In other words, there may be some unlearning to do before they strive to express a vision of things that is entirely their own and is invested completely with their admiration and respect for what they frame through the viewfinder. With time and practice, the photographers I teach would strive to see new possibilities, find poetry and ultimately personalize the images that they receive.  The possibilities would be in escape from conventions that inform composition and choice of subject. Textures, negative space, colour, mood would emerge in these images and possess an energy that more conformist photographic efforts would limit or eliminate. Poetry would come from a careful consideration of the subject and a development of affection, respect or attachment that would not occur in a rushed shot taken from the door well of a tour bus. Ultimately, personalization would occur when the photographer is willing to take the risks (existential and creative, not physical) to express with the camera things that no one else has.

Achieving that personalization is the thing to strive for. It is will infuse a photographer's images with the energy, pathos and sensitivity that would not occur if one were merely striving for the technical achievement of imitating a popular image of a tourist destination or a familiar motif. Images that are truly one's own will possess compelling appeal. They may not appeal to the majority necessarily, but they will appeal, if only to a select few.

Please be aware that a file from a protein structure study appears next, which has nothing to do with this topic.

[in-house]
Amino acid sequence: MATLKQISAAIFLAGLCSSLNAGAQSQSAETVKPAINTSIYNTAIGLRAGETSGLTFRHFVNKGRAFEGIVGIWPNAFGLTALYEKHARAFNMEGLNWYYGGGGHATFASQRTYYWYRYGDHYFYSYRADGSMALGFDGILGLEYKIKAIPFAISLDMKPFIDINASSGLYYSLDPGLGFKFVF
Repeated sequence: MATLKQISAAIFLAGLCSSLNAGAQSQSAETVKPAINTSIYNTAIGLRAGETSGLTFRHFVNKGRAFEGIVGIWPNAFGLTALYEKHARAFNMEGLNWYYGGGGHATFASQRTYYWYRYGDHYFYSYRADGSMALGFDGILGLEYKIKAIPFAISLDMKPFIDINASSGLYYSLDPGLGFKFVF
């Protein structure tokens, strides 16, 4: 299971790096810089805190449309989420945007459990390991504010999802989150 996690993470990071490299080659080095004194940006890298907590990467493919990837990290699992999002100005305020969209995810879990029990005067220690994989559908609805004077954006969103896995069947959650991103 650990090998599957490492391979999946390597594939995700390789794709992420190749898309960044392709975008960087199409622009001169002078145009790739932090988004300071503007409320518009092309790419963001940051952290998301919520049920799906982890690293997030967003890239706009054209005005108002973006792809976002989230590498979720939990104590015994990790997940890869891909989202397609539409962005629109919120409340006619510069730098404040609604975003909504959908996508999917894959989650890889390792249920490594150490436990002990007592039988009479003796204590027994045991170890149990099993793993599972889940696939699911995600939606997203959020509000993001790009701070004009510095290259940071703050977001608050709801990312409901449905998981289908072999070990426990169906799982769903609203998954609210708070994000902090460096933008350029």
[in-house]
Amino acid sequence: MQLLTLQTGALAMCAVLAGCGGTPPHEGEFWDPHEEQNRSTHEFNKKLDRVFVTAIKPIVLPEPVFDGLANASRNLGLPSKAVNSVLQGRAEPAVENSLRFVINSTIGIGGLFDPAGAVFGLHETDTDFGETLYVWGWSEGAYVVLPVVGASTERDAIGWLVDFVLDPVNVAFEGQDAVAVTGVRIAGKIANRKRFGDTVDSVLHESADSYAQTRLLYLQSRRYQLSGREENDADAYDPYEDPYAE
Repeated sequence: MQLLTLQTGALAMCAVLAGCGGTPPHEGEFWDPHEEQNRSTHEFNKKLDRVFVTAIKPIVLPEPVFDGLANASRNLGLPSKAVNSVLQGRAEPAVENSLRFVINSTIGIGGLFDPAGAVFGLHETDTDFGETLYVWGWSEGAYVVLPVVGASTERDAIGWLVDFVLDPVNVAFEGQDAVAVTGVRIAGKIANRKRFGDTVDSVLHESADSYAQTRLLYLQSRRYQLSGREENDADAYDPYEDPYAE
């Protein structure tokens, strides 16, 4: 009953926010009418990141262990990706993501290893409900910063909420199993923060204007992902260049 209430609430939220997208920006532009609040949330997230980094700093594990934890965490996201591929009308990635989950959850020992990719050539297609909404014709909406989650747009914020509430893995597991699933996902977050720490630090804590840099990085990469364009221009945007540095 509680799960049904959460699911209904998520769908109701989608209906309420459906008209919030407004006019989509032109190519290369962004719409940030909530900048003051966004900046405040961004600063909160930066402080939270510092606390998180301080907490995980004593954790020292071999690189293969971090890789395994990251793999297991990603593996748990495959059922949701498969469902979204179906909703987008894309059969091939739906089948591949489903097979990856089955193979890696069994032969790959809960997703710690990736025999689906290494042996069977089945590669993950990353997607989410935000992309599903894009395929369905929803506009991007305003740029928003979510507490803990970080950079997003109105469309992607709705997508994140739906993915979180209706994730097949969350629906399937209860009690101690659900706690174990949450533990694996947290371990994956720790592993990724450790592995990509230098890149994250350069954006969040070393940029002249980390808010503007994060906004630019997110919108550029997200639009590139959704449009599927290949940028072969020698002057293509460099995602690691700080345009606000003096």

In that effort to create something that is expresses yourself deeply and whole-heartedly, rather than conforms to tradition or the commonplace out of timidity, you have the opportunity or develop the muscles to more clearly define yourself and become a truer agent in the relationships and interactions that you engage in. With the ability to express yourself more articulately, accurately or powerfully - whether with words, music, stone, a delicate charcoal line or a photograph - comes the opportunity to be more completely yourself. In her essay, The Time for Art is Now, novelist Claire Messud says that without immersing ourselves in great works of art, "we risk losing sight of what makes existence meaningful. ... None of us is made fundamentally happier by a private jet, a drawer full of diamonds, a television show, or a YouTube channel. Nor does watching others accumulate these things enhance our own lives. Capitalism hoodwinks us daily. The stuff we buy, thinking it will improve our lot, proves to be bullshit."

Apart from absorbing ourselves in art, taking the time to create develops the ability and confidence to express ourselves and edge closer to the realization that our selves, while not infinite by any means, are certainly capable of replenishing if we bestow them with wise indulgence upon those we love. Drawing from deep within ourselves to create risks embarrassment or rejection but it will develop the confidence and the habit to share of ourselves freely, in a manner that is present, exposed, attentive and generous. Tapping into our creativity will slay the assumption that we just have mediate our interactions with the material veneer that Messud lays out, whether it is overabundant gifting or a compulsion to keep up with the Joneses. Tapping into that creativity will align our vision with our personalities and our questions. It will also prompt us to interact in a way that will cultivate our inner peace and ensure us that interacting wholeheartedly and authentically will be the most rewarding way to relate to one another.